I'm still feeling that shock of my first sight of him, and the prognosis, told to me by his partner, and by my friend himself - he has been given 3 months to live because the cancer has metastasised to his liver in "hundreds of places" according to the oncologist. When I was sitting there with him today, he looked at me, and said softly, "I might not make it."  I gave him the little silver ankh I'd brought for him, the Egyptian symbol of everlasting life, and reminded him that doctors are just trained people with opinions, and that he has a ferociously strong will and life force.

I'm writing this while wearing a leather vest he gave me not long ago, it somehow brings him near to me, and reminds me to keep on praying for him. He's been a source of love and kindness for many of us in his 61 years, one of those special people with a loving generosity of spirit.

I wish that I could find a way through tears to break up the stone of aching grief in my chest, but I can't weep. I'm feeling bottled up, trying to find my way to acceptance through praying for my friend, and for my little dog. I love them both so, and I can do nothing in either case, it's beyond my control, I can only live with however it will be. I am grateful for the live that each of them has given me, and for the love I've felt for them. Love is a precious gift, and I've been blessed in my life.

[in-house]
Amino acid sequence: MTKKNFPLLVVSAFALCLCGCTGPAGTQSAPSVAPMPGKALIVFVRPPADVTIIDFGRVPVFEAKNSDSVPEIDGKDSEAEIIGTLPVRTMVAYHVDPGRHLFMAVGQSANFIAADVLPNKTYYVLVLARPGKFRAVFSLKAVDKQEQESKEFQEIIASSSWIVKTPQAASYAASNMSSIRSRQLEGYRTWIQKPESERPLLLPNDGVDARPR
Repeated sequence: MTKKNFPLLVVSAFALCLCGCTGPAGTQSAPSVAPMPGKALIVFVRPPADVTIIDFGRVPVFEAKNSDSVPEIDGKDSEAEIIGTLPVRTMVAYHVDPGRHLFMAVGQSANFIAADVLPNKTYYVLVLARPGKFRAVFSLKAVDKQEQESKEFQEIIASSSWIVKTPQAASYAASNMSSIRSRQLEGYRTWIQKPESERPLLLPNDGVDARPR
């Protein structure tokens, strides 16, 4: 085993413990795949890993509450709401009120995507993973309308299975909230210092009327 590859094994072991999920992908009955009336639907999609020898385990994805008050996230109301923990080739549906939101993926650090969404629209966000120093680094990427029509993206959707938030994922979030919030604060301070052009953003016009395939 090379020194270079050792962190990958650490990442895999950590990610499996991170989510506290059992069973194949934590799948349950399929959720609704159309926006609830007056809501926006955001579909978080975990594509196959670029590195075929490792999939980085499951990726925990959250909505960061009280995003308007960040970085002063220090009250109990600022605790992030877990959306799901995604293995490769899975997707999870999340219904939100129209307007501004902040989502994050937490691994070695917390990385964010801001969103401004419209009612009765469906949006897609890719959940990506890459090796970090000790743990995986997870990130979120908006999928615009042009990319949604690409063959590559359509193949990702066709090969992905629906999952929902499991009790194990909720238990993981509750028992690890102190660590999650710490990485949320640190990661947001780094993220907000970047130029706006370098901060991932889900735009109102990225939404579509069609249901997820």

Friday, May 4, 2012


I want to thank all who have sent good wishes and hopes for my little dog. She's resting in her crate right now, so she won't hurt herself being "Defender of the Household" when the telephone repairperson arrives to fix our phone.

She seems to be feeling better - this morning I had to stop her from trying to stand on her hind legs to welcome me when I woke up and went out to check on her in her pen in the livingroom. Her ears were up, and her tail was wagging madly. She's still cautious in most of her movements, because of the pain, but I see definite signs of improvement, and it lifts my heart. She's such a loving and sweet little creature - a friend says that "dogs are the embodiment of a HP - always loving, always forgiving, and just wanting to be near us to be content."

From today's reading in Courage to Change:

"Al-Anon gave me Twelve Steps with which to rediscover myself. Making a searching and fearless moral inventory of myself and sharing it with a mutual friend (Steps Four and Five) were especially helpful. It was the first time in a long time I had paid so much attention to myself! I also learned about myself by listening in meetings - when I identified with others, I gained insight into my own thoughts and feelings."

So many of us come into program with every bit of our attention focused like a laser upon someone else's life. We can recite in detail what the alcoholic thinks, says and does. When we're asked to turn our attention back to our own lives,  there might be not much self left upon which to focus, because we've been stifling our own natures to obsess over theirs. I was very angry and opinionated when I came into Al-Anon, but in many cases, my opinions weren't really mine at all - it isn't as though I'd sat down and given whatever topic much thought or care, I simply picked up and wore whatever coat of thought came to hand and I could fit into - "I think this about that."